- Seal and secure the glass, making sure everything is airtight
- Interpret and understand the plans and specifications for the glass fitting, taking into consideration factors such as colour, thickness, shape, and size
- Load and unload glass panels in a safe manner using cranes and hoists with suction cups when required
- Ensure that there are no defects for sound or weather where applicable
Skills and experience employers are looking for
Possessing the following core and technical skills will appeal to future employers or help gain an apprenticeship in the glass and glazing industry.
- Strong communication skills
- Logical and clear thinking
- Patience and high attention to detail
- Ability to measure, cut and install glass panels
- Safe use of appropriate tools
- Understand and analyse plans and specifications
Employers are placing a priority on strong communication skills. A Glazier needs to be able to be clear and concise when defining the job requirements and explaining any issue or constraints that may be encountered. This may also include recommending solutions and effectively explaining alterations to the manufacturer to ensure that the correct orders are completed accurately. Strength in this area minimises errors and ensures a smooth installation process.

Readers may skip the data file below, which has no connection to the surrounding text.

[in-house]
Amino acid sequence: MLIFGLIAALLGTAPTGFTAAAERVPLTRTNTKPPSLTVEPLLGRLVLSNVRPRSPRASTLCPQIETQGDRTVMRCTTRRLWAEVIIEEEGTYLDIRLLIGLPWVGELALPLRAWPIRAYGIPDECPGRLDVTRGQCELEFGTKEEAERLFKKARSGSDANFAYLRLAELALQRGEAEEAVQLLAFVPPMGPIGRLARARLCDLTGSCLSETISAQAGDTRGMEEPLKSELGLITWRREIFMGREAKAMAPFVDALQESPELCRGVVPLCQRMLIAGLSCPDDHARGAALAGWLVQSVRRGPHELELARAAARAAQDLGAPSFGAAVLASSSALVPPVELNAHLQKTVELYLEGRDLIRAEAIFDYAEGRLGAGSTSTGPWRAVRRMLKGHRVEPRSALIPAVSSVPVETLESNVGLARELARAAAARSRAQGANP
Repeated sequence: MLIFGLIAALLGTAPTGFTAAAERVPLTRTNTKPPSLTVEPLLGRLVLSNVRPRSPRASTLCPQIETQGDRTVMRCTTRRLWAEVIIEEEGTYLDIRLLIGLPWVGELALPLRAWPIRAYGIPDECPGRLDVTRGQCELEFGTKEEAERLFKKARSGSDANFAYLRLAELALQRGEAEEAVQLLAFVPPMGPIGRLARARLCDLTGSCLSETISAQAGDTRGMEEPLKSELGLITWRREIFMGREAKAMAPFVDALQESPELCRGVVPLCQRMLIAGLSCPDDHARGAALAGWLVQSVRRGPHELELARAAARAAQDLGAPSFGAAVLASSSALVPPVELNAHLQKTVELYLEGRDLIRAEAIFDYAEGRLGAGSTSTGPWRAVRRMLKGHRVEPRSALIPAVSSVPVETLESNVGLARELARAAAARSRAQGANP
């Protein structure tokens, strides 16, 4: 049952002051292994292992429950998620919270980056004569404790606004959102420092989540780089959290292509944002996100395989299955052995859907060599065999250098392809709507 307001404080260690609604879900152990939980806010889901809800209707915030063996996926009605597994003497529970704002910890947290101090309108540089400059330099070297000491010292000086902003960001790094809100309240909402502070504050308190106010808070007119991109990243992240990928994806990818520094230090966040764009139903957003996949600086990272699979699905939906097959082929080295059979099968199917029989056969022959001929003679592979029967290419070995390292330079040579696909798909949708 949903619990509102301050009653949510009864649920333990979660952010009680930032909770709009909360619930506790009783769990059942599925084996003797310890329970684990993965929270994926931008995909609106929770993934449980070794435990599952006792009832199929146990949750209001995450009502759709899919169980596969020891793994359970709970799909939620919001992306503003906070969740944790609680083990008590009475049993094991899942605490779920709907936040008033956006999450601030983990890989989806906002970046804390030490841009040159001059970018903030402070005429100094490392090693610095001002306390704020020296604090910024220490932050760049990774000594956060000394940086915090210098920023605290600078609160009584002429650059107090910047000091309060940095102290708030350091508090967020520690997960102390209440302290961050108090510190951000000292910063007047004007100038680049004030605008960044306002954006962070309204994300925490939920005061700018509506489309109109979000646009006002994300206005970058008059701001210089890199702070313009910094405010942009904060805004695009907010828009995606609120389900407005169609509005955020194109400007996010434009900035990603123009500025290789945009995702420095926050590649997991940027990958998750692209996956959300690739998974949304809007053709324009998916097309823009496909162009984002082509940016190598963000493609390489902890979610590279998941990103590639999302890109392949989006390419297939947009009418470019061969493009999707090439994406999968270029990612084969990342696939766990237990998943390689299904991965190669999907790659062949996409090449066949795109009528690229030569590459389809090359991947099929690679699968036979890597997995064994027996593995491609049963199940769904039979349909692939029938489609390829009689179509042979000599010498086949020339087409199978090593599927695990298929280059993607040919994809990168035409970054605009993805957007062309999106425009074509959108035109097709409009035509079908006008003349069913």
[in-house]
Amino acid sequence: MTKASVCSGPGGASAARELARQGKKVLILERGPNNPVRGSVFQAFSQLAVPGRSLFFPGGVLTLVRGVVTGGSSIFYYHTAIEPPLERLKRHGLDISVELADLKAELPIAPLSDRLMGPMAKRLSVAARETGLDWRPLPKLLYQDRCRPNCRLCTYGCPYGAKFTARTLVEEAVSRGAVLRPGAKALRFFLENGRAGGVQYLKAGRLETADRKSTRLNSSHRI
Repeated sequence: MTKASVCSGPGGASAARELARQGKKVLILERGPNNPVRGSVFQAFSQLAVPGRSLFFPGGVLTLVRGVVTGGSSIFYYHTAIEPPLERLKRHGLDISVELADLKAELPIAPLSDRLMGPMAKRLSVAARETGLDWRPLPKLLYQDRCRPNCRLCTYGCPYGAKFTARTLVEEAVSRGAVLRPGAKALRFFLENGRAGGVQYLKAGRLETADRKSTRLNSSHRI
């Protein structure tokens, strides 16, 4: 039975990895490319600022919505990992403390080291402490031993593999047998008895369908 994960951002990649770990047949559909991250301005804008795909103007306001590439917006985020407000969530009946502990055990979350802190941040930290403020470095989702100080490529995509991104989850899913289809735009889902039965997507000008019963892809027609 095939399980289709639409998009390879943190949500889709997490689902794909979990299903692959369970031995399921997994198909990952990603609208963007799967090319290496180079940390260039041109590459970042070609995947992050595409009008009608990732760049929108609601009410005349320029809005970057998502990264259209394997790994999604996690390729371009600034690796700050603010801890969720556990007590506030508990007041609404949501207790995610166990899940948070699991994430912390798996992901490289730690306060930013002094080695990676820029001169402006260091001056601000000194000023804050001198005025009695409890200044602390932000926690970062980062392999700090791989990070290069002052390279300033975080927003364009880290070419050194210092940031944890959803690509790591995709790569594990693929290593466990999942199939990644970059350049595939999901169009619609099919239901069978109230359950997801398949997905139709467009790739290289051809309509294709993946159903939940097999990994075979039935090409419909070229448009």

The installation process requires a Glazier to be well prepared. No two jobs are the same which is why employers are looking for logical thinkers who can work autonomously to overcome any complications. Those who can show that they are proficient in all facets of the installation process will be well positioned.
A high attention to detail is an important core skill for a Glazier. Not only is glass delicate, in many circumstances there will be specific installation requirements. This may include the need to seal and waterproof the glass or use alternate fixings to those initially listed. Employers like to see evidence of previous work that reveals a high attention to detail.
Remaining neat and providing a high level of workmanship are priorities of employers. A Glazier should possess a variety of trade skills and needs to be highly competent in several areas including measuring, cutting, and installing glass.
They should be competent with the following list of tools: tape measure, suction cups, level, silicone seal, caulking gun, cordless drill, impact driver, grinder, cutting blades, sander, and basic hand tools. A thorough understanding of the safety standards required for each tool will be beneficial.